run a mile in my shoes

“OK Listen up, Women come over here, let’s say sub-6 to the left. Come on, you’re going to race tonight so get moving a bit quicker”

80 or so Serpies gathered around our trusty Athletics committee member waiting to be sorted into groups of 12 or so to run a mile in the annual Club Championships. (There’s a sorting hat reference in here somewhere but, confession, I still haven’t read any HP books). Apparently there is a correlation between the faster men in the club and their ability to arrive to a race on time, so room was left in the A race for the tardy runners.

The track was closed to the public and set up to race. Volunteer officials and timekeepers out with their clipboards, the track lap counter & bell placed just so, and finish line marked (as if we’d miss it). Even though I’ve done hundreds, if not thousands, of laps around this track it felt like these 4 and a bit laps would special.

As the first few junior & men’s races started the rest of us were milling around the infield doing half-hearted warmups and snapchats (just me?). There’s something about racing a mile that fills everyone with dread and brings out the best in excuses. I personally had a stressful and busy week at work, was on my period with a surprising migraine, and was dealing with a bum/knee niggle picked up from cycling with my seat too high. Armed with all these excuses I still found myself stood around in my shorts and vest waiting for our race.


Photo © Anne Bennet

The women’s B race was called to the start and the nerves peaked. As I lined up with 10 other friendly faces, some from our Monday night track sessions, we smiled as we fiddled with our watches and kept an eye on the start gun.


I love starting a track race. The first few strides feel absolutely effortless like you are running on clouds. This took me to the front of the race for the first 100m which, wasn’t exactly my plan, but I quickly tucked in behind the second woman on the backstraight and focused on running strong.


Photo © Anne Bennet

Around the last bend of the first lap my breathing started to catch up to me and the heavyness of running a mile set in to my whole body. I heard the first lap split and was right on pace for my planned PB and felt good.


Photo © Anne Bennet

The goal of the second lap was to hang on. Not let the 2 women in front of me get too far ahead. They both looked strong so I wrapped that imaginary rope around them and held on for dear life. Each time we passed the start/finish everyone was cheering for us and it was great to have that support to push you into that next lap. The third lap was a predictable blur. Part pain part looking forward to just hearing the last lap bell. I snuck a quick look at my watch and wasn’t too happy with the time so knew I had to keep pushing right to the finish.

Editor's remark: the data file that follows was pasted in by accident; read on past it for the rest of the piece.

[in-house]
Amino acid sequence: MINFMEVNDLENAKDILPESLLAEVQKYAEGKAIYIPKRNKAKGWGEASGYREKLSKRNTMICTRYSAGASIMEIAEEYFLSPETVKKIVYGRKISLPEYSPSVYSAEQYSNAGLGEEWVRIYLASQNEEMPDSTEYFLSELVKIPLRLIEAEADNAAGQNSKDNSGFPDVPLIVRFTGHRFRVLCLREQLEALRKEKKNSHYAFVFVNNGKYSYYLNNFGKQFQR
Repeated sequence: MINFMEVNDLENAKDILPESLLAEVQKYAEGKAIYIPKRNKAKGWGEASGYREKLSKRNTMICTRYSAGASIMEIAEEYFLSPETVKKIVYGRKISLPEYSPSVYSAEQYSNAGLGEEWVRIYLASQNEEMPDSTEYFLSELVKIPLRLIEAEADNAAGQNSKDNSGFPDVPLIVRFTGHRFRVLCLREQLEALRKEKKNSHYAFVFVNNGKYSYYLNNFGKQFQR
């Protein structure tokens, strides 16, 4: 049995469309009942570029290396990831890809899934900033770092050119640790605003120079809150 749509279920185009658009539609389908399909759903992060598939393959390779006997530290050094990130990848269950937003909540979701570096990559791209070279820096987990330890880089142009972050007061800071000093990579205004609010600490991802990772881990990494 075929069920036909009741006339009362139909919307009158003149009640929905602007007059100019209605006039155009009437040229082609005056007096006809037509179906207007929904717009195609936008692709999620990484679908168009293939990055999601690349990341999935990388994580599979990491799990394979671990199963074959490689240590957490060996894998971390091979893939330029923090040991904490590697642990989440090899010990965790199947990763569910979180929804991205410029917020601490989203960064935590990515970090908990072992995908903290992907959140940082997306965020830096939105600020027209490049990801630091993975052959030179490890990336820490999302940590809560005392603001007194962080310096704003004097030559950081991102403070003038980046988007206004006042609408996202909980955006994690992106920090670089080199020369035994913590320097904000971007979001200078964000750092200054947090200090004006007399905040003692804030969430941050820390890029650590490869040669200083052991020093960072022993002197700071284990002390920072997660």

*ding ding ding ding*

The last lap bell is a godsend in a mile race, 400m to go. In a road mile this is where I pick up to my semi-sprint finish but 1 lap seems so much further on a track. I kept running pushing though and ran as strong as I could pushing the track away with each step.


Rounding the last bend with 100m to go the sprint was well and truly on. It’s not a coincidence that on Monday nights we practice our strides along this exact stretch, it felt natural to run strong through the finish and double over to catch my breath.


As I stopped my watch I caught a look at the numbers and they weren’t the PB I was hoping for but I also wasn’t wrecked. I had run about the same pace for 6 x 400 repeats the week before and could barely breathe after each one. This was an improvement and a confidence boost to run “comfortably uncomfortable” 6:52 mile.

All the runners in our race congratulated each other and after a few seconds everyone was smiling. The dreaded mile race over for another year, but actually, it wasn’t that bad….


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